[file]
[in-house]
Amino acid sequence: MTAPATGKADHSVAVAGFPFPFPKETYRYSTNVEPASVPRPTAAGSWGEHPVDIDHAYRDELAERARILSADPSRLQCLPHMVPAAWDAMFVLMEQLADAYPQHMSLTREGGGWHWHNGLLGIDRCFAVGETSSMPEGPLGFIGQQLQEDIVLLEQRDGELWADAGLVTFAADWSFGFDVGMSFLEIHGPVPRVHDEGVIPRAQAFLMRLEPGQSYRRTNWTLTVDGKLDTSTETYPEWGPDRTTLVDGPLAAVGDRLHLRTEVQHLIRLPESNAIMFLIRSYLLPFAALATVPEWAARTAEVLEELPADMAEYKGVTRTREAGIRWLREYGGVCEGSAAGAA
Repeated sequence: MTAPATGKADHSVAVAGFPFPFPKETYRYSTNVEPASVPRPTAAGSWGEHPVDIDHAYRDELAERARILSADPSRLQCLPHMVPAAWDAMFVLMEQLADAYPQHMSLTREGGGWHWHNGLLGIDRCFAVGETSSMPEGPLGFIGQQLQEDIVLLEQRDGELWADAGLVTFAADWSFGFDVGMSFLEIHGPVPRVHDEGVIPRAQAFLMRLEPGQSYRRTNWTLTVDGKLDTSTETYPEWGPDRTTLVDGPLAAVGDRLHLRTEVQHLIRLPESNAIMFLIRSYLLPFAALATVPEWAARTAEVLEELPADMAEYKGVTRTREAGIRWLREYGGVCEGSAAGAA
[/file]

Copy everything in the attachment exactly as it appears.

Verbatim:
[in-house]
Amino acid sequence: MTAPATGKADHSVAVAGFPFPFPKETYRYSTNVEPASVPRPTAAGSWGEHPVDIDHAYRDELAERARILSADPSRLQCLPHMVPAAWDAMFVLMEQLADAYPQHMSLTREGGGWHWHNGLLGIDRCFAVGETSSMPEGPLGFIGQQLQEDIVLLEQRDGELWADAGLVTFAADWSFGFDVGMSFLEIHGPVPRVHDEGVIPRAQAFLMRLEPGQSYRRTNWTLTVDGKLDTSTETYPEWGPDRTTLVDGPLAAVGDRLHLRTEVQHLIRLPESNAIMFLIRSYLLPFAALATVPEWAARTAEVLEELPADMAEYKGVTRTREAGIRWLREYGGVCEGSAAGAA
Repeated sequence: MTAPATGKADHSVAVAGFPFPFPKETYRYSTNVEPASVPRPTAAGSWGEHPVDIDHAYRDELAERARILSADPSRLQCLPHMVPAAWDAMFVLMEQLADAYPQHMSLTREGGGWHWHNGLLGIDRCFAVGETSSMPEGPLGFIGQQLQEDIVLLEQRDGELWADAGLVTFAADWSFGFDVGMSFLEIHGPVPRVHDEGVIPRAQAFLMRLEPGQSYRRTNWTLTVDGKLDTSTETYPEWGPDRTTLVDGPLAAVGDRLHLRTEVQHLIRLPESNAIMFLIRSYLLPFAALATVPEWAARTAEVLEELPADMAEYKGVTRTREAGIRWLREYGGVCEGSAAGAA